What purpose beckoned him: a desire to contribute towards promoting in his little world a liberal, rational and humanistic ethos, be it in the university, the family, the circle of friends. He was not a crusader, ideologue or a careerist.

He deployed humour in engaging discussions with colleagues and students, caricaturing of the unprincipled and devious ideas and practices. His insightful comments delivered with a jovial punch warmed up the daily tea conclaves of the faculty in many departments and the evenings of discussions among friends.

He advocated for insulating the university from politically inspired religious extremism. He also argued for the moral education of students through example as well as pedagogy, in addition to engineering subjects. More than any other idea, he strongly advocated for the rule of rules and avoiding arbitrary decisions. What effect did these efforts have? The answer can be read in the current state of universities. Outwardly the universities and colleges look impressive with campuses and legions of doctor-professors, but operationally they are credentials mills for the poorly educated graduates.

Over the years, the universities’ administrations have come to be judged not on how good an education they offered, but on their containment of students’ agitating in the streets and posing a law and order problem .Yet paradoxically political parties fuelled students agitation and street protests by sponsoring their respective students party wings in the educational institutions. The UET, like other universities and colleges, became a political battlefield among various national parties. The Islamic Jamiat-Tulaba (IJT) was the most organised and violent group in the UET those days.

For years, musical functions, debates, even graduation convocations could not be held, for fear of Islamists’ disruptive raids. The student wings of other political parties, Pakistan People’s Party and various Muslim Leagues, had little consistent ideological commitments, though they would put up fights for political reasons. Azhar used to say that the liberals did not offer an alternative and systematic narrative of the enlightened and rational thought within the Islamic ideology. In Pakistan, modernity and liberalism are a life style and not a system of values.

The arc of institutional decline

The university hostels were divided into territorial fiefs of the various political students organisations. Their conflicts could turn into shootings and rioting on the campus, occasionally resulting in deaths and injuries. This is what has been the primary challenge of the university administration in all periods, but particularly in the 1970s to the 90s, starting from the anti-Ayub movement to Bhutto’s regime, General Ziaul Haq’s martial law and later Nawaz Sharif’s Muslim League rule. Each government and political party contributed to the breaking of peace and order in universities by patronizing its student leaders.

Azhar’s proximity to the VCs involved him in negotiations with students, police and public authorities at various times. He advocated for responding fairly to the students’ university-related demands, but taking measures to stem violence and calm the hostels. As the administration’s representative, he was often targeted for neutralisation by maligning him in the religious idiom. In Pakistan such stereotyping has worked magically. How does one prove the negative?

As opportunism and political corruption in the national life increased, the universities became highly politicised institutions, which lost their mission.  Azhar recounted the time, he went as a member of the UET delegation to meet with the then chief minister of the Punjab, requesting help in disciplining the violence-prone leaders of the student wing of his party, to find that those students were present in the meeting as the chief minister’s advisors. He used to sum up the reasons for the current state of educational decline, despite tremendous expansion in the number of colleges and universities, as the result of the ‘brick by brick’ demolition of the structure of rules, regulations and moral expectations. The UET was his point of reference.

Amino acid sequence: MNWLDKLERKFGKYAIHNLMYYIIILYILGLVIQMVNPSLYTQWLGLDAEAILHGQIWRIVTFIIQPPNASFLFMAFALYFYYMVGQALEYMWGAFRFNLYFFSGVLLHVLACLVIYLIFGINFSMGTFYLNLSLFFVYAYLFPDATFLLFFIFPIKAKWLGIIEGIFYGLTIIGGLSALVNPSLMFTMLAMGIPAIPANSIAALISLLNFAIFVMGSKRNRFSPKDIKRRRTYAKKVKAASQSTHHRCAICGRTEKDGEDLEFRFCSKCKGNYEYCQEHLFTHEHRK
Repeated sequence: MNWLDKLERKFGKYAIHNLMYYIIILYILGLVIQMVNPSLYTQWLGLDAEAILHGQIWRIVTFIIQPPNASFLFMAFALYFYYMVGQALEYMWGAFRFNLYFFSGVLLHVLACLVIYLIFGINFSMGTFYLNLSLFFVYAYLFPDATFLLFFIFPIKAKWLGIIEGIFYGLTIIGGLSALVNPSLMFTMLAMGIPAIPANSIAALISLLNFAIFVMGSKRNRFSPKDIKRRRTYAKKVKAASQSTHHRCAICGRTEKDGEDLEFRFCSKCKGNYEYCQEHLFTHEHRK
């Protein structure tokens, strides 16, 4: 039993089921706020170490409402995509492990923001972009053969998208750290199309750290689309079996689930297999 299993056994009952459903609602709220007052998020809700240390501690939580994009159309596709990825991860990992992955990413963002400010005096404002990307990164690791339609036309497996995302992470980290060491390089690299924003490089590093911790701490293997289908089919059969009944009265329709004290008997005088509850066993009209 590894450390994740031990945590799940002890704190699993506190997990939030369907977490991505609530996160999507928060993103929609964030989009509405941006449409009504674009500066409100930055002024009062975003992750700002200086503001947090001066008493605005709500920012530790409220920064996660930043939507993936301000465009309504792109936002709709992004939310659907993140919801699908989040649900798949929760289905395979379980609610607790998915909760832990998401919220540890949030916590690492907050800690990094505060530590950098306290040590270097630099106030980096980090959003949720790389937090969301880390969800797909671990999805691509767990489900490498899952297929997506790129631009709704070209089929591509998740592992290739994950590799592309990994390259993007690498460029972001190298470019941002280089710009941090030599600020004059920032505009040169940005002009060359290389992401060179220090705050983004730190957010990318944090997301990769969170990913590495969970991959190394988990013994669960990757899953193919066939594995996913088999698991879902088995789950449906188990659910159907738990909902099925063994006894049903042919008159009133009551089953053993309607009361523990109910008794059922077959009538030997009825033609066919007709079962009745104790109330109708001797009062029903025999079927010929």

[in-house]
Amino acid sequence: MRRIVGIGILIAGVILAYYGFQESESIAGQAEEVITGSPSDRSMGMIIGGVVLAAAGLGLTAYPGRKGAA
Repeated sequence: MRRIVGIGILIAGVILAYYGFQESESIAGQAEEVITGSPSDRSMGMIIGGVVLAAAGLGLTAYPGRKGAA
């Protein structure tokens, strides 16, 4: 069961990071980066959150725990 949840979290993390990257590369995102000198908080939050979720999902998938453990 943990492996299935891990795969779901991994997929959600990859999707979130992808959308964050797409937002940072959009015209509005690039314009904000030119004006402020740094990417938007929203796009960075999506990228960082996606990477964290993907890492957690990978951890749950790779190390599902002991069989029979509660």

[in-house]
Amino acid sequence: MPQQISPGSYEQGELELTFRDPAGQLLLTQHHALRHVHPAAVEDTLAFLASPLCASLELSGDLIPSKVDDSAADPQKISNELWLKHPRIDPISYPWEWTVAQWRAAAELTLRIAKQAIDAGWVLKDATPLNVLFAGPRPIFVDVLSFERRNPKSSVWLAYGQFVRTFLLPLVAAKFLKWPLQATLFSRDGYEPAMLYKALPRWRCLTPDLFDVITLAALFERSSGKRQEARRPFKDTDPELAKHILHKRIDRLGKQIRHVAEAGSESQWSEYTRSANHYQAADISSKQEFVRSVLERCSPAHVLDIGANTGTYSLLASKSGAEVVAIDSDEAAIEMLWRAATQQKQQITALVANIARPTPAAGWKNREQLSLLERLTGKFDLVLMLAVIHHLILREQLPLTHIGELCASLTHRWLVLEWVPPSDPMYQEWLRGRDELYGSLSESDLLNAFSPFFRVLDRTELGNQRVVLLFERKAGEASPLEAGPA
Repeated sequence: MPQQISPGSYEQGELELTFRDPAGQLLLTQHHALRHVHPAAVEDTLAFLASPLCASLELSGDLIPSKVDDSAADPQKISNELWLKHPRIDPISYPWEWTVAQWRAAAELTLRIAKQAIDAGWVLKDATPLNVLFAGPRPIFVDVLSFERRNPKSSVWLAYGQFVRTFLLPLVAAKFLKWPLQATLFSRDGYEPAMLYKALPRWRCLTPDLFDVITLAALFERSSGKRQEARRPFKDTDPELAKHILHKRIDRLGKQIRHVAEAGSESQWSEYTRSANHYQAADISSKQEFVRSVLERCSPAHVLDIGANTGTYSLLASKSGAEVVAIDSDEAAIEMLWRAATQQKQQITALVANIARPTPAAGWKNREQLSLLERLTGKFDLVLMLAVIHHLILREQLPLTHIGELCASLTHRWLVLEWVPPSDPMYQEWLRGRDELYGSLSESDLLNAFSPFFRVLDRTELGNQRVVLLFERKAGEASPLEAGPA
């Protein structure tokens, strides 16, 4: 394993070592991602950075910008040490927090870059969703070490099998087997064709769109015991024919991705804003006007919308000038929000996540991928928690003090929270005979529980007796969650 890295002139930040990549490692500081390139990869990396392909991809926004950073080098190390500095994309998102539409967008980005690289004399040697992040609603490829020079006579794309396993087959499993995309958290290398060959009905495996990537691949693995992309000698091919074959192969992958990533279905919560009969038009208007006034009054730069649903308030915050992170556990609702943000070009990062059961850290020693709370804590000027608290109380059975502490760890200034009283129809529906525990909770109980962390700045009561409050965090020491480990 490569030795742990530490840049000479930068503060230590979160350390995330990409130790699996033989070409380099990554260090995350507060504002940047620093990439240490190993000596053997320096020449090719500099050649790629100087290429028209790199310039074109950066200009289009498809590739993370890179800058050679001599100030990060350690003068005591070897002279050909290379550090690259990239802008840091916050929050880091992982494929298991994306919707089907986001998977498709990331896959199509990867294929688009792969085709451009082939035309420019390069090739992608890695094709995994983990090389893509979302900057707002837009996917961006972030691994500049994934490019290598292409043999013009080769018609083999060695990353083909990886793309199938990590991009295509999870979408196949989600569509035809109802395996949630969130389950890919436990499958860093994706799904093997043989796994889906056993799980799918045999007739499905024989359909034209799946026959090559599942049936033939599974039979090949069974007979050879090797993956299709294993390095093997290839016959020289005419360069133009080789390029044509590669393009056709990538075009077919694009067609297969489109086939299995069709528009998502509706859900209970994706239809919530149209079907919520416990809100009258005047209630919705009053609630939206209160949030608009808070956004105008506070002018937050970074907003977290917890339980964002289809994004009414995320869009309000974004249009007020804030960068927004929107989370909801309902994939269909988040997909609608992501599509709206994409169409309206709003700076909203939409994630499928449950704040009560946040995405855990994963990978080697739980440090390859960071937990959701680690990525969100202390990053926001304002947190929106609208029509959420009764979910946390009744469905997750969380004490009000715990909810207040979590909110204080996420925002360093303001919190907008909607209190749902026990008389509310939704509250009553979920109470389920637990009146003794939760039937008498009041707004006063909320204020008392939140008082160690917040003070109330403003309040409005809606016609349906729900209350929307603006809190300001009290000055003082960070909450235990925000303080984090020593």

Azhar espoused liberal values and argued for moral education to produce informed human beings over and above their scientific and technical competence. One of his struggles was to argue in the Boards of Studies and Academic Council to have Pakistan Studies lodged in the humanities department, but the Islamists took over its teaching, dashing Azhar’s hope of introducing some critical thinking and moral discourse on Pakistani society.  He nursed life-long disappointment with his liberal colleagues, who though vocal in espousing such values would not show up when their votes were to be cast in the academic council and other university bodies.

In the 1970s, with Bhutto’s government in power, an informal socialist group emerged among the faculty. As the political cycle turned over and General Zia’s Islamism came to rule, the socialist group evaporated. The individuals devoted themselves to their personal interests. Some bargained for promotions, others sought jobs abroad. The democratic interlude of the Nawaz League, and Benazir Bhutto’s regimes followed by the enlightened and moderate Islam of the Gen.Musharaff’s military rule all readily yielded to the threats of Islamists’ agitation. Their compromising policies contributed in equal measures to intolerance, suppression of rational thought and exuberant religiosity.

The university has expanded tremendously. In 2016, it had 9,400 undergrads and 1,700 postgraduate students, 880 faculty members, 33 departments, many new disciplines and satellite campuses. On these measures, it is a thriving institution. It is an exquisite example of hollow institutions developed in Pakistan, having the structure and form of a modern institution but devoid of its meaningful functions, purpose, commitment and quality. The UET is scandalized by cases of faculty plagiarism, arbitrariness of rewards and promotions, neglect of teaching, fake research and self-dealing in doctoral degrees.

The question to be asked is: Why the pervasive religiosity has not cultivated ethical behaviour and moral commitments. The answer lies in Pakistan’s moral confusion. The pursuit of material benefits is guided by the guiltless drive for personal gains in the idiom of modernity. The non-material life of professed beliefs and values is based on ritualistic conformity to religious and traditional notions of the right or wrong. In such an environment, persons like Azhar, even Pervez Hoodbhoy, a nationally prominent activist exposing the universities’ rot, could not notably influence the evolving culture of the educational institutions.

This is a two-part series and will continue next week.

The writer is the author of the book Pakistan: Social and Cultural Transformations in a Muslim Nation. He can be contacted

Mohammad Qadeer’s recent book, Lahore In The 21st Century, has been published for Pakistan by Vanguard Books.